Nelsonv.CK Nelson, Inc.

United States District Court, S.D. FloridaJun 2, 2008
CASE NO. 07-61416-CIV-MARRA (S.D. Fla. Jun. 2, 2008)

CASE NO. 07-61416-CIV-MARRA.

June 2, 2008


OPINION AND ORDER


KENNETH MARRA, District Judge

This cause is before the Court upon Plaintiff Nathan D. Nelson's ("Plaintiff") Motion to Dismiss Defendants' Counterclaim, or Alternatively, Motion to Amend Complaint [DE 17], filed February 25, 2008. Defendants CK Nelson, Inc. and Calvin K. Nelson ("Defendants") filed their response memorandum on April 18, 2008 [DE 40]. Plaintiff filed his reply memorandum on April 28, 2008 [DE 41]. The matter is now ripe for review.

I. Background

On October 3, 2007, Plaintiff filed his Complaint [DE 1] alleging that Defendants violated the Fair Labor Standards Act, 29 U.S.C. § 201 et seq. ("FLSA") (count I and II) and Florida Statute § 448.08 (count III) for failing to pay him overtime wages for work performed in excess of 40 hours per week. On January 29, 2008, Defendants filed their First Amended Answer, Affirmative Defenses and Counterclaim [DE 12]. The Counterclaim alleges that Plaintiff was an independent contractor to whom Defendants rented a residence at a reduced rate in partial compensation for the work Plaintiff performed for Defendants. (Counterclaim ¶¶ 2-4.) Plaintiff allegedly failed to pay rent and Defendants evicted Plaintiff. (Counterclaim ¶ 6.) The Counterclaim seeks $4,375.00 in rent due, $1,000.00 in damages caused to the property by Plaintiff and $1,000.00 for the "four man crew which had to be hired" "to remove [Plaintiff's] property from the residence following the eviction." (Counterclaim ¶¶ 11-13.) In addition, Defendants' Sixteenth Affirmative Defense states that they are "entitled to a setoff in this matter due to money owed by Plaintiff to Defendants." (Sixteenth Affirmative Defense.)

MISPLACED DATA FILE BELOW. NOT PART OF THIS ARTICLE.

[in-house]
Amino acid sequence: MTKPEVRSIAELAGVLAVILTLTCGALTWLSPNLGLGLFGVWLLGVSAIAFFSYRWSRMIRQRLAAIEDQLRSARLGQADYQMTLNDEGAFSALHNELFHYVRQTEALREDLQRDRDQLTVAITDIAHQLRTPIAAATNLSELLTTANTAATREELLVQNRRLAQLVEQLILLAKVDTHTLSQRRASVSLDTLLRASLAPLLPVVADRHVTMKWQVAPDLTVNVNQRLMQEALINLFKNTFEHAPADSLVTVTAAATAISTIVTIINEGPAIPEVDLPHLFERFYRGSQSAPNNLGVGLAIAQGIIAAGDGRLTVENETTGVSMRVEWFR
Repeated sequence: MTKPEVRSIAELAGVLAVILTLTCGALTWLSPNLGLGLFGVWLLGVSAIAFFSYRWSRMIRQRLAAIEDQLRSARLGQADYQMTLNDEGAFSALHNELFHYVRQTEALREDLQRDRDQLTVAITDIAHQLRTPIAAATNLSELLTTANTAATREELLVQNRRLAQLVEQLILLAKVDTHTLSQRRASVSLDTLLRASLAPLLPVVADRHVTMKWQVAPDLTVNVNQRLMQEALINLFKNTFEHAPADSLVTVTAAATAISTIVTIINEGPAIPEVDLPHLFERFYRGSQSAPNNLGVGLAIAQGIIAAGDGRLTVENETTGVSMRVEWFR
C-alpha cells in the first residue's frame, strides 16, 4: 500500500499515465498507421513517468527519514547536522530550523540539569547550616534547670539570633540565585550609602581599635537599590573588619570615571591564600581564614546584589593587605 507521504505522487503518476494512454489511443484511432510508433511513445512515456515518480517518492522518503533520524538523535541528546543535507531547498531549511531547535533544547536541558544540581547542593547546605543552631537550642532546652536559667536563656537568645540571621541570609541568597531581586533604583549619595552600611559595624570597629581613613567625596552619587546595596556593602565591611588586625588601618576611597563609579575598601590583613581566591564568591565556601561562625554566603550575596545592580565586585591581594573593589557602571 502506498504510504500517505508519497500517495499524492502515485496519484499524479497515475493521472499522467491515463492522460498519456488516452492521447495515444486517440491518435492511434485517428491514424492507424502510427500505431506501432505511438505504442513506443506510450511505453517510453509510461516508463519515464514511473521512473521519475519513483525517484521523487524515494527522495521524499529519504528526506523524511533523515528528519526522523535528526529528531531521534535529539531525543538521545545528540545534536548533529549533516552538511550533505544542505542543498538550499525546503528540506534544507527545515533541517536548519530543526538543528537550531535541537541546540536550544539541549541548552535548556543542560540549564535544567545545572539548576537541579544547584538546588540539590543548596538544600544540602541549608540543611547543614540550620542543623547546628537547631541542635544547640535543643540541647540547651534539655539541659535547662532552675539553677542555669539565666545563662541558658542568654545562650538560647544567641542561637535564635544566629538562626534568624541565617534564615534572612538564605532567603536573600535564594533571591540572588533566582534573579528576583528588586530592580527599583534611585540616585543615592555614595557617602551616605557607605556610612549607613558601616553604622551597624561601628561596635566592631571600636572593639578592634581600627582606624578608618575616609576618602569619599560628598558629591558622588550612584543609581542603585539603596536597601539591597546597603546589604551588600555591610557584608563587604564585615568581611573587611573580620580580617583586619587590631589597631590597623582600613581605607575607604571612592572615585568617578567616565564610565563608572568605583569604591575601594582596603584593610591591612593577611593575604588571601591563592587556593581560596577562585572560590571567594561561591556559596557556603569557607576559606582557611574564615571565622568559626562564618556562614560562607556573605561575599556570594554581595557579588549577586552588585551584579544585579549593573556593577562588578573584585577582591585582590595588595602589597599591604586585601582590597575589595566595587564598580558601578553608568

The counterclaim contains two paragraphs numbered "six." This citation refers to both of those paragraphs.

Plaintiff seeks to dismiss the Counterclaim, arguing that the Court should not exercise supplemental jurisdiction over it under 28 U.S.C. § 1367. In response, Defendants contend that the exercise of supplemental jurisdiction is appropriate given that the Counterclaim and Plaintiff's causes of action are "inextricably intertwined and arise out of the same nexus of facts and employer-employee relationship of the parties." (Resp. at 2.) In making that argument, Defendants note that the rented property was provided to Plaintiff at a reduced rate in partial payment for his labor. In addition, Defendants point out that they are pursuing the affirmative defense of set-off, and state that it "would be illogical to allow Defendants to raise the issues as defenses but then to deny them affirmative relief (i.e., money damages) if the facts are then proven." (Resp. at 2, 9.) In reply, Plaintiff "concedes" that it is "acceptable" for Defendants "to provide the rent reduction for purposes of calculating Plaintiff's regular rate for damages," but not to allow litigation of the Counterclaim to establish set-off for overtime based upon reduced rent. (Reply at 1-2.) II. Discussion

In the alternative, Plaintiff seeks to amend the Complaint to include a count for anti-retaliation.

The Court begins its analysis with an examination of the Supplemental Jurisdiction statute, 28 U.S.C. § 1367. That statute provides in pertinent part:

. . . in any civil action of which the district courts have original jurisdiction, the district courts shall have supplemental jurisdiction over all other claims that are so related to claims in the action within such original jurisdiction that they form part of the same case or controversy under Article III of the United States Constitution.
28 U.S.C. § 1367(a).